Are F1 Cars All Wheel Drive?

Published 08/20/2021, 10:12 AM EDT
Formula One F1 – Hungarian Grand Prix – Qualifying – Hungaroring, Budapest, Hungary – July 31, 2021 AlphaTauri’s Pierre Gasly during a practice session REUTERS/David W Cerny


All Wheel Driver revolves around on-road driving. It provides good traction in regions that are heavily influenced by the weather- snowy and rainy roads. AWD sends power to the front and rear axles, usually relying on the machine’s computers to determine which of the four wheels needs power and traction.

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F1 cars don’t require this, hence they use the Rear Wheel Drive system.

Why are F1 cars RWD?

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What is Rear Wheel Drive? As the name suggests, RWD allows the engine to drive the rear wheels only.

An All-Wheel system would only add needless weight to the car, and the primary aim of an F1 car is to be as light as possible. Additionally, the traction force in the chassis is usually small when compared to the adherence to the track. Regardless, in an F1 car, most of the traction is on the rear wheels; this is because the front is lighter than the rear.

Formula One F1 – Hungarian Grand Prix – Qualifying – Hungaroring, Budapest, Hungary – July 31, 2021 Mercedes’ Lewis Hamilton during qualifiying REUTERS/Florion Goga

Also, if F1 cars were AWD, the axle would have to be placed under the driver, making the car taller. F1 cars try to stay as close to the ground as possible to maximize downforce. Overall, the AWD wouldn’t work well with the sport.

On the other hand, drivers prefer RWD as it gives them more control of the car, especially in the corners. It allows racers to use throttle and steering to drive through a corner. Although it gets difficult to avoid overseer- a sacrifice for faster times.

Is 4WD the future?

F1 has had its time with the Four-wheel drive system, predominantly in the 50s and 60s. The FIA are trying to reimagine the sport, so will the system be looking at a comeback?

Formula One F1 – Hungarian Grand Prix – Hungaroring, Budapest, Hungary – July 30, 2021 Alfa Romeo’s Antonio Giovinazzi in action during practice REUTERS/Florion Goga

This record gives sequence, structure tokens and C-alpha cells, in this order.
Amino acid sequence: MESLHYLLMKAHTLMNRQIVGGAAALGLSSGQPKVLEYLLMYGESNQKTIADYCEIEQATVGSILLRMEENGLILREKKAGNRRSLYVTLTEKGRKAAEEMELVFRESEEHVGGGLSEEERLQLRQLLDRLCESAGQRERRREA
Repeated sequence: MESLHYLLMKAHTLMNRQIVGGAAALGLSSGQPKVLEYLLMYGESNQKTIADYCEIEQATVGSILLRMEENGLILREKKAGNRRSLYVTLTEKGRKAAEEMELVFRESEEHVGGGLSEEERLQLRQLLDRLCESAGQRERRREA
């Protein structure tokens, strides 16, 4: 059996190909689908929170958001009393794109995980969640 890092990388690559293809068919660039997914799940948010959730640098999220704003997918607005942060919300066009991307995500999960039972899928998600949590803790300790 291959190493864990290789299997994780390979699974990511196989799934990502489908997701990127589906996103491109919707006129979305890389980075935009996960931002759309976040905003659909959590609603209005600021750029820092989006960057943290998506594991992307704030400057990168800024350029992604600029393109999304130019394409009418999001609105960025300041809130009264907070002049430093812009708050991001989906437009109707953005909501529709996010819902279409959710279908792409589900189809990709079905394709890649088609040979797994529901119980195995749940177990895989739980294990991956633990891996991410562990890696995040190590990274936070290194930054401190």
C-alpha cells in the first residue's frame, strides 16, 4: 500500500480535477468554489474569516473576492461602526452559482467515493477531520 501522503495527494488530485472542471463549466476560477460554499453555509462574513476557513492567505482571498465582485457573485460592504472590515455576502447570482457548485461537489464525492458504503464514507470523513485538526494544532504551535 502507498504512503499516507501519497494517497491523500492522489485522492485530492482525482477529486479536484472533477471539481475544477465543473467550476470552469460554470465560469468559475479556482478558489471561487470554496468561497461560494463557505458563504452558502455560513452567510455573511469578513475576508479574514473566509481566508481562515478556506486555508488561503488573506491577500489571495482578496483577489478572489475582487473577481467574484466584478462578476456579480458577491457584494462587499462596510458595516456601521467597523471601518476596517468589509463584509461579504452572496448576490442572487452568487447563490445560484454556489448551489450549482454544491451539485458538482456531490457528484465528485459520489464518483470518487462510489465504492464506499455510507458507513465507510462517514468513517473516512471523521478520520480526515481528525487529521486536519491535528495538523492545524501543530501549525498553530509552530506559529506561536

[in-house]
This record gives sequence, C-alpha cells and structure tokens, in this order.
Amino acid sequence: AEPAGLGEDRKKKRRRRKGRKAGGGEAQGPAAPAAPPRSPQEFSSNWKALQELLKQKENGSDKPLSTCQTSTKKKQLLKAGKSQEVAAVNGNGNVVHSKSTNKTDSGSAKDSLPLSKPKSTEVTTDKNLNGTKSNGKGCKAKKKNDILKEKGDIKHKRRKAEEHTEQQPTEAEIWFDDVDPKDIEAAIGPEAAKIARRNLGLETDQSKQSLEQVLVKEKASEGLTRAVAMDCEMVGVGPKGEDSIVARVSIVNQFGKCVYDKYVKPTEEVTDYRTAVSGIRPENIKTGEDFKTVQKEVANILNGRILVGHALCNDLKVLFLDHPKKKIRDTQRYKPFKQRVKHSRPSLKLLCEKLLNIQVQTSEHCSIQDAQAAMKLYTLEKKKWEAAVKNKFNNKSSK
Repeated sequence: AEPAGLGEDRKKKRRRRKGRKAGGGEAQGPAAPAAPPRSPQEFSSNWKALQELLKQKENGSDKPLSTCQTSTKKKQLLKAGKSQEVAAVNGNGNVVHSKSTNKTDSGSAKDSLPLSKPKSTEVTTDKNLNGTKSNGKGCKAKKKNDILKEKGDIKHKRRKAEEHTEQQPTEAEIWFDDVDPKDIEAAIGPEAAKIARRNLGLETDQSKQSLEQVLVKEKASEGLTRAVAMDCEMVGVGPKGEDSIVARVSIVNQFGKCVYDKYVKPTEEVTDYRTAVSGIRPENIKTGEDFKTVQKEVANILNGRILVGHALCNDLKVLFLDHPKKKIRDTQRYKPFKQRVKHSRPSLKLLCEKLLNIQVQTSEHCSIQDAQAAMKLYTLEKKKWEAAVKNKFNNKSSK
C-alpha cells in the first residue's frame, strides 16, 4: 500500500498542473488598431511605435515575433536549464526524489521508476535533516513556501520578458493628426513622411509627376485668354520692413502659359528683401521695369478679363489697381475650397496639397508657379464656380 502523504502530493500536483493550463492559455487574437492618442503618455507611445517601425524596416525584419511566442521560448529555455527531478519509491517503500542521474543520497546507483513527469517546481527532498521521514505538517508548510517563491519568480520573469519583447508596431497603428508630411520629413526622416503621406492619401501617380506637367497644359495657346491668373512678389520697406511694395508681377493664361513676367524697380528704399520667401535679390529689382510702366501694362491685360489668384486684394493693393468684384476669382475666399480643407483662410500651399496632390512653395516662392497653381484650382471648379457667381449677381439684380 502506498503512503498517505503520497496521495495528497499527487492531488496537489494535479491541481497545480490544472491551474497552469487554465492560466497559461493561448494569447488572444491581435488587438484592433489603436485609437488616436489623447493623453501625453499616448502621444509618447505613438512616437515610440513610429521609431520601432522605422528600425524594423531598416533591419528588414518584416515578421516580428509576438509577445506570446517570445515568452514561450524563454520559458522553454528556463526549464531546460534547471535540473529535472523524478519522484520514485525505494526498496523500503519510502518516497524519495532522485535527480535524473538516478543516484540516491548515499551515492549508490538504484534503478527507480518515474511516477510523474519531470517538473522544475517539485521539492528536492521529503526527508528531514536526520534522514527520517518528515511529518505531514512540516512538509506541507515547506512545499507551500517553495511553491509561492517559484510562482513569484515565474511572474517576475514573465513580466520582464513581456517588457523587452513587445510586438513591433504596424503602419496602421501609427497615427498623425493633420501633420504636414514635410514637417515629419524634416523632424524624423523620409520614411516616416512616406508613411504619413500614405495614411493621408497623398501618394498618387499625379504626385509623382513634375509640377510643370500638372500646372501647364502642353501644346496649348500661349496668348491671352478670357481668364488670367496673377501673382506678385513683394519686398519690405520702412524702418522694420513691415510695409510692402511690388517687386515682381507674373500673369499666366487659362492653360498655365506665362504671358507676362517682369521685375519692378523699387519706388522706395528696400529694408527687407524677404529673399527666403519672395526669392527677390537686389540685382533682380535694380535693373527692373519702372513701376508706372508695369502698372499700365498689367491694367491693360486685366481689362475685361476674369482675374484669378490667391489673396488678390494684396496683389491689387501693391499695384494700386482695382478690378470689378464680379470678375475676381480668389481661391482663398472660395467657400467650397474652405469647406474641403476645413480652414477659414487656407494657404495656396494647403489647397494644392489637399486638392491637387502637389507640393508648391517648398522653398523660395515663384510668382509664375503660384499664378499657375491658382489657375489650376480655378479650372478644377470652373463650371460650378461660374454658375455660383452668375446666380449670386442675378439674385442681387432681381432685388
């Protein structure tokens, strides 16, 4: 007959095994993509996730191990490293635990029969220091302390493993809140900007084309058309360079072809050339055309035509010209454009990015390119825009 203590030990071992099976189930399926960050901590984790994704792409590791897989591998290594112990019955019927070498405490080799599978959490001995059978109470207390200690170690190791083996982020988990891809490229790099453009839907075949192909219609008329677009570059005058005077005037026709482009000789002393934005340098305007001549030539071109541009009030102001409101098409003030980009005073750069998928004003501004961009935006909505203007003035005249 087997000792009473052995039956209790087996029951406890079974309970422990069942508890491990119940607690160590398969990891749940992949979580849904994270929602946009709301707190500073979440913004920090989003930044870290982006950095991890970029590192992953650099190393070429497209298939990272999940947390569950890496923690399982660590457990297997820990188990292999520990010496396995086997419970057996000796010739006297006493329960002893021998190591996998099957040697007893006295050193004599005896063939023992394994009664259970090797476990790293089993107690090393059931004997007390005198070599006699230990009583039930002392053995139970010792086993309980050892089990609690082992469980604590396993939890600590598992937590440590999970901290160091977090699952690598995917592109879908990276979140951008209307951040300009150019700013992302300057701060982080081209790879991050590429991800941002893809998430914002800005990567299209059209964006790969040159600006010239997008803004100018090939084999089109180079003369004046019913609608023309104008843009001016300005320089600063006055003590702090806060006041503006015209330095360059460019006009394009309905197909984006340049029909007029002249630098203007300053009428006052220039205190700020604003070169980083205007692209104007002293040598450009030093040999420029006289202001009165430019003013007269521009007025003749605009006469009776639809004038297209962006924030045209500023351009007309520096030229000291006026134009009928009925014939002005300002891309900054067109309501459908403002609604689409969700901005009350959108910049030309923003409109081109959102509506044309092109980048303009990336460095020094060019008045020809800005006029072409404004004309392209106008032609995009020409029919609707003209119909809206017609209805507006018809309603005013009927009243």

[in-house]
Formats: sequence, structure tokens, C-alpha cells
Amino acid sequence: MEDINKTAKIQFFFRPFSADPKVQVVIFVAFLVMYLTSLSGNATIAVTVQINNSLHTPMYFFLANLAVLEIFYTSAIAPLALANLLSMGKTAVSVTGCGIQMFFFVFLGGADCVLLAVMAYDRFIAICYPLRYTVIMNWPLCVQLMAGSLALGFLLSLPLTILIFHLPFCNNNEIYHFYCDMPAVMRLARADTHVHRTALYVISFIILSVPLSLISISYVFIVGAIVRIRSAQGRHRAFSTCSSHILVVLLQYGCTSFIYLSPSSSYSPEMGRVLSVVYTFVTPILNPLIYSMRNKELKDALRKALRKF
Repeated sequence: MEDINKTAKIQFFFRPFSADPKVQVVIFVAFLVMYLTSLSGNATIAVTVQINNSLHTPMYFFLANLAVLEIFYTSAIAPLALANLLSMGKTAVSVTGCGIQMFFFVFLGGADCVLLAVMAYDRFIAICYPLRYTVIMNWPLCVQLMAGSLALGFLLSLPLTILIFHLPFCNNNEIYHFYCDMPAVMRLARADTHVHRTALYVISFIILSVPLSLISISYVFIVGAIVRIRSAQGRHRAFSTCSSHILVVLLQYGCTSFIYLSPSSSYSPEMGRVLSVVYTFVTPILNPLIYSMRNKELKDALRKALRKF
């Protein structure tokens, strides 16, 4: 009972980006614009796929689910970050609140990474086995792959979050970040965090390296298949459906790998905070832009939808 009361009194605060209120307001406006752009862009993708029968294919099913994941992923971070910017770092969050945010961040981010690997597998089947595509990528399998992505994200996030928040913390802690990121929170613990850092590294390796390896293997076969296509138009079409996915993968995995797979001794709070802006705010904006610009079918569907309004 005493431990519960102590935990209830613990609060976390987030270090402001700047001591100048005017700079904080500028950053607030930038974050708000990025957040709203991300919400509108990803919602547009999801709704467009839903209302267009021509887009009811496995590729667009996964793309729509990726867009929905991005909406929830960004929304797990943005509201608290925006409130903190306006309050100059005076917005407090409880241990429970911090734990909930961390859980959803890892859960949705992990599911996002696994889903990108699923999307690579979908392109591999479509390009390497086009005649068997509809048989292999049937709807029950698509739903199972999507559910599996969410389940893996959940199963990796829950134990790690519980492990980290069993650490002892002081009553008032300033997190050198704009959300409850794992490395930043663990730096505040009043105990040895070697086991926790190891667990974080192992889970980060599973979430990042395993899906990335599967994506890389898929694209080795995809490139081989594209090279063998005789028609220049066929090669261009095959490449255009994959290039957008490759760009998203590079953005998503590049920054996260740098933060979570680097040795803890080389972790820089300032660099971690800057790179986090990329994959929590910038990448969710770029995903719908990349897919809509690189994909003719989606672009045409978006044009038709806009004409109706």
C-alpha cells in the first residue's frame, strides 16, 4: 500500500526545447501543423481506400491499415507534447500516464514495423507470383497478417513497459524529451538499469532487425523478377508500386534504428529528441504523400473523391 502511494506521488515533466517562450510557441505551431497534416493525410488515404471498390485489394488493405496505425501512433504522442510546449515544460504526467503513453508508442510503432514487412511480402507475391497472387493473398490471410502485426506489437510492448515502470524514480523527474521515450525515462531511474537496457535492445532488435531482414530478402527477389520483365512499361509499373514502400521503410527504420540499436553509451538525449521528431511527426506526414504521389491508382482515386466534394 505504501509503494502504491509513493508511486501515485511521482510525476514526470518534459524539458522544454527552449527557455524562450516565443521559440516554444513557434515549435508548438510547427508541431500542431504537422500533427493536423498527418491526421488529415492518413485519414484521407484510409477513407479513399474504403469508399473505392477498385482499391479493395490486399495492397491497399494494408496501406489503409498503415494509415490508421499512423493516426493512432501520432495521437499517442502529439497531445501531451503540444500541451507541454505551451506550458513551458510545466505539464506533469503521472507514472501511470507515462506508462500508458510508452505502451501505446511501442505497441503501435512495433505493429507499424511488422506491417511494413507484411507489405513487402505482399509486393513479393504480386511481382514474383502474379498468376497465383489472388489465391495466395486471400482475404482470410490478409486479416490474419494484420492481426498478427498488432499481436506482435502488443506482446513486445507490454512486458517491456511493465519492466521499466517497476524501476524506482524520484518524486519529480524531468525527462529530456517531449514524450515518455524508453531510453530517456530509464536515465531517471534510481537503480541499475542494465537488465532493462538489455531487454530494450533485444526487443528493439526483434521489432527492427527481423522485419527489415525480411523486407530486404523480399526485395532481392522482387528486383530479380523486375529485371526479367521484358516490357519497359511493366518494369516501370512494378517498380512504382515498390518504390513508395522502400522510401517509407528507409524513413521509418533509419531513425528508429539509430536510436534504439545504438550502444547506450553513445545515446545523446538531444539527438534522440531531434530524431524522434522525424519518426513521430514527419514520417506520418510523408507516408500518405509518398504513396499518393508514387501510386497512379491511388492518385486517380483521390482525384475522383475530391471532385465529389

Turning the cars to a 4WD would allow the drivers to have more power going into the corners, which would result in added understeer. However, 4WD would apply different levels of power to the wheels, which would counteract the issue. It would also allow the cars to have increased grip going into the turns, closing the gap between two drivers taking the same corner.

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The downside is the added figures on the bill. The budget cap already proving to be a big problem, the expensive technology, and its maintenance would make things worse. Additionally, this too would add weight to the F1 car.

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Gene Haas shared his thoughts“It’s the same trap F1 got itself into when it selected this engine. It seemed like a simple idea but when you started doing the engineering it became very, very complex… I think we have to be very careful before we say “let’s just throw a four-wheel-drive car out there,” because it could be another one of those ones where one team will probably hit a home run and the rest of us will be struggling with trying to catch up with that. I think simple’s better.”

Watch this story: F1 Drivers Fighting on Track

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Shreya Sanjeev

323 articles

Shreya Sanjeev is an F1 author at EssentiallySports. Having attained a journalism degree from St Xavier's College, she finds comfort in the sound of her keyboard while typing and excitement in the sound of F1 cars speeding on a track. A street circuit and Daniel Ricciardo fan through and through, Shreya claims the 2018 Monaco GP to be one of her favorite races of all time.

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